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The process of shipping freight to Mexico is more than just a little bit involved. In fact, it requires quite a bit of preparation, due diligence, paperwork, and a whole lot of patience. Additionally, shipping freight to Mexico comes with a few risks. For starters, the potential for theft is higher when shipping anything internationally. And then there are the potential shipping delays due to political reasons and social unrest.
Nonetheless, shipping freight to Mexico does not have to be such a frustrating endeavor. And more often than not, it isn't really all that difficult. In fact, by simply working with an experienced 3PL company a shipper can significantly reduce many of these common problems.
In this blog post, we'll discuss the three seemingly minor, but most critical items that all shippers can do to reduce the potential of freight delays, damage, or unexpected expenses when shipping freight to Mexico.
Following these simple steps will save you money, improve customer service, and help you better prepare for future international shipments. Getting your international shipping process locked in and running smoothly is more important now than ever as new trade agreement will soon be ratified.
Did you know that the leading cause of shipping delays into the country of Mexico is inaccurate paperwork?
The United States and Mexican customs departments do not necessarily communicate well with one other. This lack of thorough communication is only amplified by multiple layers of paperwork, documents, and other regulations that must be followed.
Specifically, moving freight via LTL or FTL carriers requires multiple documents. This includes customs paperwork, the bill of lading, and duty and tax declaration forms. While having the right paperwork to fill out is important, the lack of accurate information on documents is what usually causes most shipping delays.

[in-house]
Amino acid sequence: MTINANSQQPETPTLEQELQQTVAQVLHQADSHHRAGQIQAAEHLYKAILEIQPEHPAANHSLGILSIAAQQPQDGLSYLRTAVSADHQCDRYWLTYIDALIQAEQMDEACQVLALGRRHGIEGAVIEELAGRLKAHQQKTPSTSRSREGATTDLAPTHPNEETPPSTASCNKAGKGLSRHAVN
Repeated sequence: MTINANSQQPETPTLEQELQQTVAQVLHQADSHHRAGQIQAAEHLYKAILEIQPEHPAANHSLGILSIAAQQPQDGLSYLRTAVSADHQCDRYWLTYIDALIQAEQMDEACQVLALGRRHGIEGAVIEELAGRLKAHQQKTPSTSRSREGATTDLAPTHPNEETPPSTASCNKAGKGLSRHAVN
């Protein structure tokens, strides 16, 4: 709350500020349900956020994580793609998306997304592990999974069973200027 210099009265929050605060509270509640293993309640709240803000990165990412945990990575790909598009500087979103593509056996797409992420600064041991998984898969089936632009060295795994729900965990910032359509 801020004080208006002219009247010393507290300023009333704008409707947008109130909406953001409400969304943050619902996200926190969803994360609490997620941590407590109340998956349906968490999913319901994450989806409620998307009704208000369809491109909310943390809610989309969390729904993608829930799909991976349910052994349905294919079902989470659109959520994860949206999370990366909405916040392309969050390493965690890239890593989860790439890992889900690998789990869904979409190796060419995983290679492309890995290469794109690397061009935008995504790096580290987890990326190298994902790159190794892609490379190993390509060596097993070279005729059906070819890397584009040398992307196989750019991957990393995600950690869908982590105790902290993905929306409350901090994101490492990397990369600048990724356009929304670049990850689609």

So, here are three things to verify before scheduling any freight movement into Mexico.
Knowing where the paperwork needs to go is just as crucial as filling it out correctly.
Email the bill of lading and commercial invoice directly to your 3PL and customs broker. It is always a good idea to send the same email to multiple parties. With all documents attached, you can maintain an electronic paper trail.
It is also important to make duplicate hard copies of each document. The general rule of thumb is to make three hard copies. One copy of all documents is given to the driver. The second one should be attached and secured to the freight in an envelope. And the last copy goes inside the container along with the freight.
Freight shipped into Mexico faces more potential of damage due to poor road conditions and other environmental factors.
To protect your freight from being damaged, it is important to be more proactive about correct packaging and loading procedures for pallets. Always make sure to use high-quality materials, the proper stacking techniques, and make sure to secure documents and labels that note the correct consignee information.
If damage occurs while shipping products into Mexico, it is very difficult to determine the source of damage. After all, the freight will likely need to trade hands a few times. Combine this with the convoluted insurance protection of Mexican shipping, and you can see why it is so important to go above and beyond with packing procedures!
The three tips above can significantly streamline your cross-border shipping efforts, reduce delays and protect your freight as much as possible. It is always a good idea to work with a 3PL company like Redwood Logistics who has years of experience with cross-border shipping into Mexico.
If you are new to cross-border shipping or looking to improve your international shipping efforts, contact the experts at Redwood Logistics today!